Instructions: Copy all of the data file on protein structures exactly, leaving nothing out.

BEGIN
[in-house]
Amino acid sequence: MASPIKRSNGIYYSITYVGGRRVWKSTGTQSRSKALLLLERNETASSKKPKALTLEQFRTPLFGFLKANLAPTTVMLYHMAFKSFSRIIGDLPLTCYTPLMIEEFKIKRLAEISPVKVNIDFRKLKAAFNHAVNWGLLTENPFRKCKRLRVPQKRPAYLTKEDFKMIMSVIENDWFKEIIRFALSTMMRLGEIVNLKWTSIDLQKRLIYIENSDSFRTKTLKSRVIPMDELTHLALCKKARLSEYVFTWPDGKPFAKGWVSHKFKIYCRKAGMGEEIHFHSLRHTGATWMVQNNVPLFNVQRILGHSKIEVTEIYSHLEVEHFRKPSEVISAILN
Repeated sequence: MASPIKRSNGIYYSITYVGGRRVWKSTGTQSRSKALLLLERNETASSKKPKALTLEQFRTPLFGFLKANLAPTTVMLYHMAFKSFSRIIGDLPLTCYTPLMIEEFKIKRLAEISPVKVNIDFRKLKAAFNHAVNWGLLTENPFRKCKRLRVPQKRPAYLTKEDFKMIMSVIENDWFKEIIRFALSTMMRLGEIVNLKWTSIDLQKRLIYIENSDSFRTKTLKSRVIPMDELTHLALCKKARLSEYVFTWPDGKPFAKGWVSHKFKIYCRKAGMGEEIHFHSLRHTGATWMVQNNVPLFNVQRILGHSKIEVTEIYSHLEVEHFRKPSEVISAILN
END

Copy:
[in-house]
Amino acid sequence: MASPIKRSNGIYYSITYVGGRRVWKSTGTQSRSKALLLLERNETASSKKPKALTLEQFRTPLFGFLKANLAPTTVMLYHMAFKSFSRIIGDLPLTCYTPLMIEEFKIKRLAEISPVKVNIDFRKLKAAFNHAVNWGLLTENPFRKCKRLRVPQKRPAYLTKEDFKMIMSVIENDWFKEIIRFALSTMMRLGEIVNLKWTSIDLQKRLIYIENSDSFRTKTLKSRVIPMDELTHLALCKKARLSEYVFTWPDGKPFAKGWVSHKFKIYCRKAGMGEEIHFHSLRHTGATWMVQNNVPLFNVQRILGHSKIEVTEIYSHLEVEHFRKPSEVISAILN
Repeated sequence: MASPIKRSNGIYYSITYVGGRRVWKSTGTQSRSKALLLLERNETASSKKPKALTLEQFRTPLFGFLKANLAPTTVMLYHMAFKSFSRIIGDLPLTCYTPLMIEEFKIKRLAEISPVKVNIDFRKLKAAFNHAVNWGLLTENPFRKCKRLRVPQKRPAYLTKEDFKMIMSVIENDWFKEIIRFALSTMMRLGEIVNLKWTSIDLQKRLIYIENSDSFRTKTLKSRVIPMDELTHLALCKKARLSEYVFTWPDGKPFAKGWVSHKFKIYCRKAGMGEEIHFHSLRHTGATWMVQNNVPLFNVQRILGHSKIEVTEIYSHLEVEHFRKPSEVISAILN